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The CEOs delivering consistent shareholder returns

Henry Kravis and George Roberts stepped aside as KKR co-chief executives last week, having created a private equity behemoth with more than $429bn of assets under management.

But the company has also delivered outstanding shareholder returns, achieving an annual average of more than 25 per cent in the 11 years it has been publicly listed. Had KKR been in the S&P 500 the billionaire cousins would have been in a small group scaling such heights, alongside just nine other CEOs including Tesla’s Elon Musk, Fabrizio Freda of Estee Lauder and MSCI’s Henry Fernandez.

With business leaders facing economic disruption, unsteady supply chains, scrutiny on pay and an increased focus on environmental, social and governance issues, delivering for shareholders has become a tricky balancing act.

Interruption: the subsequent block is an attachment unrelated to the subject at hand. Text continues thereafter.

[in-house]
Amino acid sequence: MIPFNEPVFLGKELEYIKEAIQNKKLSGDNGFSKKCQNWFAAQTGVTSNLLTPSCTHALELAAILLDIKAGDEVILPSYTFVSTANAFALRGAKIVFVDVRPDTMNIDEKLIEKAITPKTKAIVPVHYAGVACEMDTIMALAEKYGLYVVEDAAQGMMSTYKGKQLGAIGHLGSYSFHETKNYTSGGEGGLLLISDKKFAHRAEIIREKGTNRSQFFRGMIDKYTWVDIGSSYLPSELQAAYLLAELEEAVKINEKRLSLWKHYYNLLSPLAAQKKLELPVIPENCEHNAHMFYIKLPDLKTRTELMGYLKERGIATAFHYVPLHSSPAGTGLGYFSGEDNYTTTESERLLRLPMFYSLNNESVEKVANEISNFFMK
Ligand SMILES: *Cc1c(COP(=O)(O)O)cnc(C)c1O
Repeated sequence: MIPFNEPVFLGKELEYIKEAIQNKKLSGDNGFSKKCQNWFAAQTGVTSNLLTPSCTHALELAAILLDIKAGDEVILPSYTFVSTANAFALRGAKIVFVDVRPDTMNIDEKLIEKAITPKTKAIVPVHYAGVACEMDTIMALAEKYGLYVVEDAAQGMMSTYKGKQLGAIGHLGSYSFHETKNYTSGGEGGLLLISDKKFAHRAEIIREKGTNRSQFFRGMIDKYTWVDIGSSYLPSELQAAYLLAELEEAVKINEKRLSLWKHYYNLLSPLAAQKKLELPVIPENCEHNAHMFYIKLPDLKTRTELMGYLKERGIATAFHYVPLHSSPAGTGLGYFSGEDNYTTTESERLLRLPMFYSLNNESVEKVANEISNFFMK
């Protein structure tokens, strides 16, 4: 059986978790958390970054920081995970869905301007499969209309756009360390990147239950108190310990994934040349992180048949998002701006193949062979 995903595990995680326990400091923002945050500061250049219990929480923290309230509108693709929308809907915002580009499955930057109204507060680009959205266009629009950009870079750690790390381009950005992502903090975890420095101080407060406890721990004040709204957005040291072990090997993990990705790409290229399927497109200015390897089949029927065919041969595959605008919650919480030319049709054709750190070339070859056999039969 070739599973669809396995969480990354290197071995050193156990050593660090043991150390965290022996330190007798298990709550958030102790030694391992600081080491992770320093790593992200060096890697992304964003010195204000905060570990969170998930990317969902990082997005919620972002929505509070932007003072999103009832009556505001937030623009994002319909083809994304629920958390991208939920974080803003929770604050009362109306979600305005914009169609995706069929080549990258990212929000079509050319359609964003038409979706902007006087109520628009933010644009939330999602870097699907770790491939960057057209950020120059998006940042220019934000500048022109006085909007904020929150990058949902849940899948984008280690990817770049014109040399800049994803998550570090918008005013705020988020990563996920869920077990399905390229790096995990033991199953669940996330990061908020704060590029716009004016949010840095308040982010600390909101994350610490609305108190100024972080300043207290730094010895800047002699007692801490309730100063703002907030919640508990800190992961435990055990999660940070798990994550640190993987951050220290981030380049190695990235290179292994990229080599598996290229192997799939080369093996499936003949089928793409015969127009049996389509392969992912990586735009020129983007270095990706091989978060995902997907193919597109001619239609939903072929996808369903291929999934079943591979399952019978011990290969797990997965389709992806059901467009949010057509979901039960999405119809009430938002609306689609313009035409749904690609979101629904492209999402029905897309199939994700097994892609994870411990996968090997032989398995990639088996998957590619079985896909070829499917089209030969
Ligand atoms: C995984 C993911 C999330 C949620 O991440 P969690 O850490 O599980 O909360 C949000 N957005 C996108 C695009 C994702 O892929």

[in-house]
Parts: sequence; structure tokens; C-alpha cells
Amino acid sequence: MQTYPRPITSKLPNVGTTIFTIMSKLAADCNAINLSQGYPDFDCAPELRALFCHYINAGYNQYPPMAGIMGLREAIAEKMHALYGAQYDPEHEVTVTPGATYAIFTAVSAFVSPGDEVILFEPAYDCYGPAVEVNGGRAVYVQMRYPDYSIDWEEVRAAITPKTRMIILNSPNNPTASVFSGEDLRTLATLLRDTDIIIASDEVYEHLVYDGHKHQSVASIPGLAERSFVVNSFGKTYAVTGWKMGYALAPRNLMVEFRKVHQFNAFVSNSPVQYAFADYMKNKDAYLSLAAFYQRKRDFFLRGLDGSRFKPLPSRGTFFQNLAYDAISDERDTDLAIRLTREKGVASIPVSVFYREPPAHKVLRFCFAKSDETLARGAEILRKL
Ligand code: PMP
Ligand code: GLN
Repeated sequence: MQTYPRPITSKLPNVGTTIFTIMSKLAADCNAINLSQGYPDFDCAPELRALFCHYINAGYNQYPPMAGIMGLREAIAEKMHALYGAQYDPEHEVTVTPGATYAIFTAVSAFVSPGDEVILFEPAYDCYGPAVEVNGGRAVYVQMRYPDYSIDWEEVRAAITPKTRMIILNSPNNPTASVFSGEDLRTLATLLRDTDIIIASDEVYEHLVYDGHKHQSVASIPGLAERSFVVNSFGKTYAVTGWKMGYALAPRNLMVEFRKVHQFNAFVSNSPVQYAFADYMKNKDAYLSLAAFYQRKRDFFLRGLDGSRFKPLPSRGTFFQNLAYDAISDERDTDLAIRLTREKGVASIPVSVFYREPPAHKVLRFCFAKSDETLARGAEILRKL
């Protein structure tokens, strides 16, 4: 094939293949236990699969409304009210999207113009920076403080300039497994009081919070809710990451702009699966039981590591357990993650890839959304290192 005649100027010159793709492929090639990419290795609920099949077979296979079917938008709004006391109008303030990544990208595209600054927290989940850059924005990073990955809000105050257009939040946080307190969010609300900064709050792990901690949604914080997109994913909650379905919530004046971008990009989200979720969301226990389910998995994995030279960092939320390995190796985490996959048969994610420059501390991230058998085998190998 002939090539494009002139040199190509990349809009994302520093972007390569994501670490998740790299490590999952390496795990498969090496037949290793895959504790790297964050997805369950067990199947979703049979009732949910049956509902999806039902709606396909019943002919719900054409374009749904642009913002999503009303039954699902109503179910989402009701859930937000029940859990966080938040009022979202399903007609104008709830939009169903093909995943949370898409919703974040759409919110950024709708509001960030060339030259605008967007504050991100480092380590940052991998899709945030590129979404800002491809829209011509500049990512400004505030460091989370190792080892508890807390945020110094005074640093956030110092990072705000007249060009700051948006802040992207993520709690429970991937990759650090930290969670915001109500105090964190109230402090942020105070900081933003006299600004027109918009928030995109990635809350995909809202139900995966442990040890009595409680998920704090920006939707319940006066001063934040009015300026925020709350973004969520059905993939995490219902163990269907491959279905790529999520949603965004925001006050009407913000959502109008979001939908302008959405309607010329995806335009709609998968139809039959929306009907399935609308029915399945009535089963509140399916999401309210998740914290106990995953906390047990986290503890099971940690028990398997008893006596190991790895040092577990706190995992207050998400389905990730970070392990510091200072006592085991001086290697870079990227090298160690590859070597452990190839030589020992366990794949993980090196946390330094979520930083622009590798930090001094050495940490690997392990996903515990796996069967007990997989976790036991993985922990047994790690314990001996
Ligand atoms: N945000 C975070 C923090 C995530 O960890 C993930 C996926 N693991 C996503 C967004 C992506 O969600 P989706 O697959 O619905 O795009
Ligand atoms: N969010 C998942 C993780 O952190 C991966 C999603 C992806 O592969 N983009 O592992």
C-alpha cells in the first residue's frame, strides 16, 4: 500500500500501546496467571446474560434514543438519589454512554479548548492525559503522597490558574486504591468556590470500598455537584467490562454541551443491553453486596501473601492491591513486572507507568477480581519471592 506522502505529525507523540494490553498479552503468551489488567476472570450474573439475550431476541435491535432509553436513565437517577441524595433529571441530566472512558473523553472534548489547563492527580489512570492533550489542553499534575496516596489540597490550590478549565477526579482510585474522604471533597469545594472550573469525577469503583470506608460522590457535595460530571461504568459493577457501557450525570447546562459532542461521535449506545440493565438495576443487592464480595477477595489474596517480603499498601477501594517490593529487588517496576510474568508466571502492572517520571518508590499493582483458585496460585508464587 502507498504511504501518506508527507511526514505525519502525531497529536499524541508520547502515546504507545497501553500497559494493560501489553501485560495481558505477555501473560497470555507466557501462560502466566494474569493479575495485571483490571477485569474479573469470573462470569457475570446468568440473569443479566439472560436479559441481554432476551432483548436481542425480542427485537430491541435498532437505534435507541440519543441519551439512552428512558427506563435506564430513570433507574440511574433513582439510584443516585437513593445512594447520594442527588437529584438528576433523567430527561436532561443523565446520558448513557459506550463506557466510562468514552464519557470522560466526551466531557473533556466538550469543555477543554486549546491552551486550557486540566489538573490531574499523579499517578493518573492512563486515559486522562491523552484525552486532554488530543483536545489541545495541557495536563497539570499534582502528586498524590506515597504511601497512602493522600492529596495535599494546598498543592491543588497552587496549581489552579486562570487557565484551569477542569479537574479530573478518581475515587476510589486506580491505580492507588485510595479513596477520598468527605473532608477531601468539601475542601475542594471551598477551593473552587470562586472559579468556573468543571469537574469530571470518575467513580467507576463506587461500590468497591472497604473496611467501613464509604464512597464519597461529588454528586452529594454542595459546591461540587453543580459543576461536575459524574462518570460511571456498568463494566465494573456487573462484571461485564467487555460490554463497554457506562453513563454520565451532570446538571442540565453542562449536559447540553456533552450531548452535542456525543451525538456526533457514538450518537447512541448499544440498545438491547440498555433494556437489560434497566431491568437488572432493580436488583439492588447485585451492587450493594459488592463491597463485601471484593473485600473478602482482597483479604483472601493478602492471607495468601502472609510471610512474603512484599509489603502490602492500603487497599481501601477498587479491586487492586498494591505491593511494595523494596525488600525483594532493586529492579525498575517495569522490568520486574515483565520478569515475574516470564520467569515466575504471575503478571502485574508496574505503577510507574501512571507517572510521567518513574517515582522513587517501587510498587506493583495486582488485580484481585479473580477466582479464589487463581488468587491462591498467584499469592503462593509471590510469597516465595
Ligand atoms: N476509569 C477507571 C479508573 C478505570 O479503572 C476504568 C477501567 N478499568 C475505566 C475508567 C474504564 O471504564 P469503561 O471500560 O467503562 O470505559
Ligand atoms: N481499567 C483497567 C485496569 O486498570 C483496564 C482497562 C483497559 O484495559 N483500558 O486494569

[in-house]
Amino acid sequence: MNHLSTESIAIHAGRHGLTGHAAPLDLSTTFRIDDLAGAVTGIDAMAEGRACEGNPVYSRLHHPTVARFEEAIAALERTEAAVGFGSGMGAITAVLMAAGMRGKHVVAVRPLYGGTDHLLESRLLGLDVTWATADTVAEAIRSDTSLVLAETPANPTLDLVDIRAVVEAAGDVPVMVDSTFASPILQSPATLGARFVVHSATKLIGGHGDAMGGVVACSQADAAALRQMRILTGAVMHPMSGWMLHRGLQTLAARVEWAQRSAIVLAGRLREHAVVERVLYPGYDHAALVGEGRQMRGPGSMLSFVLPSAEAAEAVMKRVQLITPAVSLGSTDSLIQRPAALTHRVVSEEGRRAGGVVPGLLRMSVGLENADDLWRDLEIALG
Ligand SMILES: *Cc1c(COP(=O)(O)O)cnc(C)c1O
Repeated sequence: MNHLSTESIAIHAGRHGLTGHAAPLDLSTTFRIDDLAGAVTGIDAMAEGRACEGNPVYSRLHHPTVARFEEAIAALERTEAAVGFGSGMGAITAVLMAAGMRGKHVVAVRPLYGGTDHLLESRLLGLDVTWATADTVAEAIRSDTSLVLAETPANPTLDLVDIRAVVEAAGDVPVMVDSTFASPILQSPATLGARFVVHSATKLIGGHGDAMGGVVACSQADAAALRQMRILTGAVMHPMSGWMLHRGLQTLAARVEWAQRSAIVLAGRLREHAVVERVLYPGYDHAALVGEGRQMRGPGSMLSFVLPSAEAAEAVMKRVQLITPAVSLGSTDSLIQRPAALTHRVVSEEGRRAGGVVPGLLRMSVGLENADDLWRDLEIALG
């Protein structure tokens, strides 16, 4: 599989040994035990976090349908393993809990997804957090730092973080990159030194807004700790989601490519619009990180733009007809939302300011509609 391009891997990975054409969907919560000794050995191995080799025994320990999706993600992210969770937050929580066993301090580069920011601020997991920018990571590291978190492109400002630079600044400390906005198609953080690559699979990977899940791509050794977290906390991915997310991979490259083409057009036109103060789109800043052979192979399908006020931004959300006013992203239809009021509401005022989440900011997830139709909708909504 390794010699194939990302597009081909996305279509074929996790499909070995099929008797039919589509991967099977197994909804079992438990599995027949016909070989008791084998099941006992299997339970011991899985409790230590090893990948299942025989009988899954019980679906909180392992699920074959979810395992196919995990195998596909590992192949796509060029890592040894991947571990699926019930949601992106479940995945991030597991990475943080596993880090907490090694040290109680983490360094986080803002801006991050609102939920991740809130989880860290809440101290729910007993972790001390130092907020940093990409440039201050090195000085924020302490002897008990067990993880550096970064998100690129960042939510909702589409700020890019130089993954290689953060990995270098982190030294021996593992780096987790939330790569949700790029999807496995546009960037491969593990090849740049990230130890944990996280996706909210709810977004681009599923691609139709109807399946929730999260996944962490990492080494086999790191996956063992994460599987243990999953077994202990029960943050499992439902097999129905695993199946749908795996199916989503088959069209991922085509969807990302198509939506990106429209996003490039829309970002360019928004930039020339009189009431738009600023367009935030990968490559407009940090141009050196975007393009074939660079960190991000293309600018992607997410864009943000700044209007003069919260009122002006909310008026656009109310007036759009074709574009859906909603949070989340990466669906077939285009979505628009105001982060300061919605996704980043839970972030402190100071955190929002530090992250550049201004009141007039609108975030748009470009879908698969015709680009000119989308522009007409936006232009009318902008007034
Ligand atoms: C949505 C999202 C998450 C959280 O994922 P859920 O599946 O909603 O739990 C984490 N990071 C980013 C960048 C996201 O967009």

That has opened the door to a wave of activist pressure to force change. According to investment bank Lazard, capital deployed in new campaigns hit $8.5bn this quarter — up from $4.7bn last year — with more than 15 new campaigns started in the past three weeks.

While activists do not always explicitly demand leadership change, their demands can accelerate transition. This analysis looks at which chief executives of listed companies have created value and which have not, by calculating annualised returns during the tenures. Although far from a perfect measure of CEO performance, it is easily understood and hard to distort, unlike company fundamentals.

“Returns don’t always tell the full story on CEO performance due to factors such as sectoral and macro trends — case-by-case analysis is required for definitive judgment”, said one leading investor in European equities. “But ultimately shareholders pay CEOs to create long-term value. So return figures such as these do matter for investors, and naturally influence the market perception of whether a CEO is doing a good job.”